It's the chocolate serious people are ashamed of and its persecutors will accurately observe that "it's not even chocolate".
All of this is deeply unfair to white chocolate, which, if it were simply called something else, would be recognised more uncomplicatedly for its best self, which is a smooth and accomplished friend in the kitchen.
No, it's not going to work with your venison. And it won't appeal to those sugar-free Paleo types, but a good-quality white chocolate can nonetheless be a deep fount of joy. Relieved of the obligation to manage the grit of cocoa solids, white chocolate allows cocoa butter to step to the fore, with all its silkiness and structural opportunity. It will obediently stabilise and deepen a ganache, or wordlessly enhance a mousse.
Its texture - if you buy a decent white chocolate which has a high proportion of cocoa butter and hasn't been rendered either chalky or tooth-crackingly sweet by cheap filler - is incredibly luxurious. You can buy it in little ovoid shapes called fèves, and tiny buttons called pistoles, both of which are facts I find extremely pleasing.
My friend and co-author Wendy Sharpe once ate a dessert at J Sheekey, the legendary fish restaurant in London's West End, that inaugurated a decades-long obsession. Called something like "Scandinavian iced berries", it was simply a dish of frozen berries over which a warm sauce of white chocolate and cream was poured at the table.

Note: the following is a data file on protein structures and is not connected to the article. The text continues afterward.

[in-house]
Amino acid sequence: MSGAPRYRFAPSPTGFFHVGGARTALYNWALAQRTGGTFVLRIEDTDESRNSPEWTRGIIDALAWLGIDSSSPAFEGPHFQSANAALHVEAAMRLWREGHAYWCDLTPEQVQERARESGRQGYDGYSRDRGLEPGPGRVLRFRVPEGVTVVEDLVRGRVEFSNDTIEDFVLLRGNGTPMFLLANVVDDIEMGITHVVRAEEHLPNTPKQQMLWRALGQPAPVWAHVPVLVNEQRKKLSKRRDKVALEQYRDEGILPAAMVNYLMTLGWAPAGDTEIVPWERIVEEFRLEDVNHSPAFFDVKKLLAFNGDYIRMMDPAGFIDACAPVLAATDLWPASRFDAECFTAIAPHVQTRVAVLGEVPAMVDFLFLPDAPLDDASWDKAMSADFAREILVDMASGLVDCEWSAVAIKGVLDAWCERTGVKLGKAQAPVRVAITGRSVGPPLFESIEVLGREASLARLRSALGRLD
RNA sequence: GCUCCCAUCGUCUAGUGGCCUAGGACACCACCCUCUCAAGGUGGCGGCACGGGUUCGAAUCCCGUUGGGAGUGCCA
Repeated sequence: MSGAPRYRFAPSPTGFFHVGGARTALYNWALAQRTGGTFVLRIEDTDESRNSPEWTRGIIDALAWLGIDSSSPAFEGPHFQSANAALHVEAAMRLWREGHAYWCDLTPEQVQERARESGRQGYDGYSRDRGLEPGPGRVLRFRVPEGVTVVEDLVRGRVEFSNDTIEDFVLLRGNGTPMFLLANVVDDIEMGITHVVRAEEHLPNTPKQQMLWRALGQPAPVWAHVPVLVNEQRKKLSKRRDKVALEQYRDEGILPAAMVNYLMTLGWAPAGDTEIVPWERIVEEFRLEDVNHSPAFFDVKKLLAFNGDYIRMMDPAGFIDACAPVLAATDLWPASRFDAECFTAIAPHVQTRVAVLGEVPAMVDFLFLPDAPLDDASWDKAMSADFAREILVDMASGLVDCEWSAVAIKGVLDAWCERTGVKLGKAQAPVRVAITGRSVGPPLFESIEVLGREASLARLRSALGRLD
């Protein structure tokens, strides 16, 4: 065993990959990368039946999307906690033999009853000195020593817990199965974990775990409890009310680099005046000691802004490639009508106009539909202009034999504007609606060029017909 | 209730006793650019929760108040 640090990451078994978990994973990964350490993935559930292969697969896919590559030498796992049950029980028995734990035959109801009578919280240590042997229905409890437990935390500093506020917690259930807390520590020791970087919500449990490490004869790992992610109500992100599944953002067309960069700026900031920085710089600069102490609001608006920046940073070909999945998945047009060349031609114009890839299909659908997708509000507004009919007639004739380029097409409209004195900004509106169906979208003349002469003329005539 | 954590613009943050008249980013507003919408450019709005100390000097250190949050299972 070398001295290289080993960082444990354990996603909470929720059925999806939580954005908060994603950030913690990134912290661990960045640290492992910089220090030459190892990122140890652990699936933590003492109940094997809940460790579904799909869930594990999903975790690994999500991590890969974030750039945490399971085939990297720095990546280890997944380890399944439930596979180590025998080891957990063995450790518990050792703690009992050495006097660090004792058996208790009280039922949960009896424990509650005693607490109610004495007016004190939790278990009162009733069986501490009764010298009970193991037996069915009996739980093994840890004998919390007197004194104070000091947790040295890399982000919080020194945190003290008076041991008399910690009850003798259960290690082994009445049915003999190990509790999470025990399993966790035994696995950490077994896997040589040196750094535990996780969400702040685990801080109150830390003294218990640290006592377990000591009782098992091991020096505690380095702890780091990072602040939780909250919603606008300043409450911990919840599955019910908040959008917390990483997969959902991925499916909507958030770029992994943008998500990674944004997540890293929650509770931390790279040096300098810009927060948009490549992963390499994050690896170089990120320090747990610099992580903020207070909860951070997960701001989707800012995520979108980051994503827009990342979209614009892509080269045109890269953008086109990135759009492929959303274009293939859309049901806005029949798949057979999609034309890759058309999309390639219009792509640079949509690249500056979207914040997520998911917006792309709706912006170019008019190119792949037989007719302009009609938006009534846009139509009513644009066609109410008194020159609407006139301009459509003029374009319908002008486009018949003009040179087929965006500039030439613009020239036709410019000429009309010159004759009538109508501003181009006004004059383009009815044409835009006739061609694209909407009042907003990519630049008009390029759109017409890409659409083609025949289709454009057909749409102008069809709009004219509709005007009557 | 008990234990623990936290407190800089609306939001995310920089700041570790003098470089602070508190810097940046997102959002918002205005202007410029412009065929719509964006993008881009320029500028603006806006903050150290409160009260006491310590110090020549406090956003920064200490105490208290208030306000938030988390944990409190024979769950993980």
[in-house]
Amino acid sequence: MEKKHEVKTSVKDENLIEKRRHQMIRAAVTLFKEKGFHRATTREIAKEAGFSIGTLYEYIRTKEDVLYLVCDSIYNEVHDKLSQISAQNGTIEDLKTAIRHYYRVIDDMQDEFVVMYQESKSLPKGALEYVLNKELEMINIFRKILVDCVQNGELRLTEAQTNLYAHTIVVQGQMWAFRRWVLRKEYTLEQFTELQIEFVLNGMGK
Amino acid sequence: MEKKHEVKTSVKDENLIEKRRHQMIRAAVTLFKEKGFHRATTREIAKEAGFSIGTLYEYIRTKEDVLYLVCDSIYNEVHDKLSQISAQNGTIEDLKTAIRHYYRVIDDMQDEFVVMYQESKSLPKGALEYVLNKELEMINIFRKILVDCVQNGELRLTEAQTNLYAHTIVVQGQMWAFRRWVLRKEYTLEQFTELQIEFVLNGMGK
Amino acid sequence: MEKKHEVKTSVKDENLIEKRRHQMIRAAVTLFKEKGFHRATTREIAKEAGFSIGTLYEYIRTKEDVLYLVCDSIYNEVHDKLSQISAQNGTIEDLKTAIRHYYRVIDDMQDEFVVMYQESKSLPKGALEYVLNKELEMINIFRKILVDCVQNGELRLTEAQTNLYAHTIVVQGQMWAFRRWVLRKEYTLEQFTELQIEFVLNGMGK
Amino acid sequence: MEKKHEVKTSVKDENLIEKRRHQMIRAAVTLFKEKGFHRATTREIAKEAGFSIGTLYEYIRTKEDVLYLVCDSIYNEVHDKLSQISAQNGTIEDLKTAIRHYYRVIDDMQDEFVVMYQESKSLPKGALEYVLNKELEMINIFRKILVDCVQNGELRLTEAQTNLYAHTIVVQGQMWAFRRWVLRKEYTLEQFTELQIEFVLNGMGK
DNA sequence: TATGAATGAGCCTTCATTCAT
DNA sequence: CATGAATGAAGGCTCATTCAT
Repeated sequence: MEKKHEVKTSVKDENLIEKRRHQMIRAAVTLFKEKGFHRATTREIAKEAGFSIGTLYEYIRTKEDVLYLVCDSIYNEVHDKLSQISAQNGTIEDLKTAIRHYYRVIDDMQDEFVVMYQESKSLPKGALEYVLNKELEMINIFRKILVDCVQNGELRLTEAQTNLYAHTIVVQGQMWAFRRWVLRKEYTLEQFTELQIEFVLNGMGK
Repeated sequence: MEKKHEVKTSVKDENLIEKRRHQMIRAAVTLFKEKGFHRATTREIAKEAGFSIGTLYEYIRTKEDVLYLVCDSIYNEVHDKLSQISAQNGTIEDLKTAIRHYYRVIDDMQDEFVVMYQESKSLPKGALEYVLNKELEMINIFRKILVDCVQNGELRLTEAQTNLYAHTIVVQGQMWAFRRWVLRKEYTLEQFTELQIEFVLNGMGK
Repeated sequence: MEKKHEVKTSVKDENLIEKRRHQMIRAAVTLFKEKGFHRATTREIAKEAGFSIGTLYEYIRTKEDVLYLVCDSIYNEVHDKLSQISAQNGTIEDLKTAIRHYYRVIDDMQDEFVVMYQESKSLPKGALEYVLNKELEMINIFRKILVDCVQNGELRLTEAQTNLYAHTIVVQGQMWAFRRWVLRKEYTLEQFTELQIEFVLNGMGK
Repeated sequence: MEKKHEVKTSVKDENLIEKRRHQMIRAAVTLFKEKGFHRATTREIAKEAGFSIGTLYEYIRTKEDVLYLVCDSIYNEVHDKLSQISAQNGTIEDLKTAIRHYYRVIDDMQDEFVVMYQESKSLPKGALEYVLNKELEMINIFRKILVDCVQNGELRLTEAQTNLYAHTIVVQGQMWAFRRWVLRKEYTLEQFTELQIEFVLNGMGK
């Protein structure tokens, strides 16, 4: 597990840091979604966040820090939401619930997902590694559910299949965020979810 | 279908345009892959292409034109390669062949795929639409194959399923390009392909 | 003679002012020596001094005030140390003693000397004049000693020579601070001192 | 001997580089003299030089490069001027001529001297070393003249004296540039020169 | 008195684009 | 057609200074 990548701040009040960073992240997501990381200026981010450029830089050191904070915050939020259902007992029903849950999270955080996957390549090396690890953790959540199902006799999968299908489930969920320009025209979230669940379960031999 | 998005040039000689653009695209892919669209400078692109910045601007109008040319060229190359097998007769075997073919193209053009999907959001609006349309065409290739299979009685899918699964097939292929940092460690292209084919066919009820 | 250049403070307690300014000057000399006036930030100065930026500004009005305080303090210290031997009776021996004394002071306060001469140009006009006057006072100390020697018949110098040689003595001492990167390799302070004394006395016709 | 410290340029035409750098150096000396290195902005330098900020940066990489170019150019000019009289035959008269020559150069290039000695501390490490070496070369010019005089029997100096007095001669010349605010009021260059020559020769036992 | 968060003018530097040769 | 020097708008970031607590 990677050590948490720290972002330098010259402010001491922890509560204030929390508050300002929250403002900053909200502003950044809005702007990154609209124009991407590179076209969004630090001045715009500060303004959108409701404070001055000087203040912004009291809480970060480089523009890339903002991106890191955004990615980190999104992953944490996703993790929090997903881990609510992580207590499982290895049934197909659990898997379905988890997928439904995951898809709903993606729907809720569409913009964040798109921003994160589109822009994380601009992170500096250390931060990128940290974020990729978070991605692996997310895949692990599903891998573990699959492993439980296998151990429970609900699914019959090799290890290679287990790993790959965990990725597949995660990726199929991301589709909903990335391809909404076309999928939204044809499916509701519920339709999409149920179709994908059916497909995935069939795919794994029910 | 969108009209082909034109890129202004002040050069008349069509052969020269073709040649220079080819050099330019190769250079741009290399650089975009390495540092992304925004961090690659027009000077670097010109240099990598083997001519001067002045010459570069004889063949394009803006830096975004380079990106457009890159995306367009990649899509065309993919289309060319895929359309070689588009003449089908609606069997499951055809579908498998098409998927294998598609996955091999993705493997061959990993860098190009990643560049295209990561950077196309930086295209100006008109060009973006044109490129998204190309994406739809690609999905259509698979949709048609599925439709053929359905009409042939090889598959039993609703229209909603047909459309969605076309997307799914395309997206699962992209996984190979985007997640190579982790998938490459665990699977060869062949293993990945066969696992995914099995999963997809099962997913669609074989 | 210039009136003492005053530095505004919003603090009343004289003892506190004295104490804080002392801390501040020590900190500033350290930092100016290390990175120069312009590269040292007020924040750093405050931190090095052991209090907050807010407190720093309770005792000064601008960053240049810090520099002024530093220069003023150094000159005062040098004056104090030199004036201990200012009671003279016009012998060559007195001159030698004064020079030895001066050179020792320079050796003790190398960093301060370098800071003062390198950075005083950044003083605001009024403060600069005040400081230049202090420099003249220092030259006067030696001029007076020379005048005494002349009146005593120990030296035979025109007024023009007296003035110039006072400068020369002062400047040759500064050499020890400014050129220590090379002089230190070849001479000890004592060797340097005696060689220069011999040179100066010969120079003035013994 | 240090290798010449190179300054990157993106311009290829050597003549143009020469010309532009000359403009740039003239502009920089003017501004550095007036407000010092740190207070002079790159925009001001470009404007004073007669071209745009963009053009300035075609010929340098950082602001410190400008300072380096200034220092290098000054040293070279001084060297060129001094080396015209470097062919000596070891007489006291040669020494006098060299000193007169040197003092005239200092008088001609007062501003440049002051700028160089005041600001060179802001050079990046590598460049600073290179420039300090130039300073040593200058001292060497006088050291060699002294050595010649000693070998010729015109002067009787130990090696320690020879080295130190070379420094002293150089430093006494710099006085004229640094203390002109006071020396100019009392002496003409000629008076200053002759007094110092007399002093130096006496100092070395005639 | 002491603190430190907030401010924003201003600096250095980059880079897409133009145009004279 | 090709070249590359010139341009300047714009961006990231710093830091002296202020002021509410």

That's the trick with white chocolate. Team it with unrelenting sweetness and you wind up in a Fudgemallow nightmare of American proportions. (I trawled through a couple of websites for white chocolate recipes and was immediately assailed by White Chocolate Oreo Dippers and something called a Snickerdoodle Cookie; perhaps it is the inclusion of milk products that condemns white chocolate so readily to ghastly infantilism.)
But team it with tartness and you're onto a winner. I love white chocolate with passionfruit or sour cherries, or with its immortal soulmate, the dried apricot (as long as it's a proper, flame-orange, slightly jammy sun-dried one, and not one of those flaccid Turkish numbers).
Another way of subverting the excessive sweetness with which white chocolate is associated is to roast it, whereupon a whole new world of nuttiness opens up.
Another friend Julia makes an unforgivable brownie of dark chocolate and cocoa into which, just before baking, she shoves whole chunks of white chocolate. By the time it comes out of the oven, the brownie is harbouring hidden landmines of caramelised delight.
A ganache of roasted white chocolate is, of course, still sweet. But its rich, buttery brown hue and toasty flavour are ample rewards for a quiet declaration of faith in this much-reviled ingredient. Just forget that it's even called chocolate. You won't regret it.
Annabel Crabb is the host of the ABC's Kitchen Cabinet, co-author of Special Delivery (Murdoch Books) and a political commentator.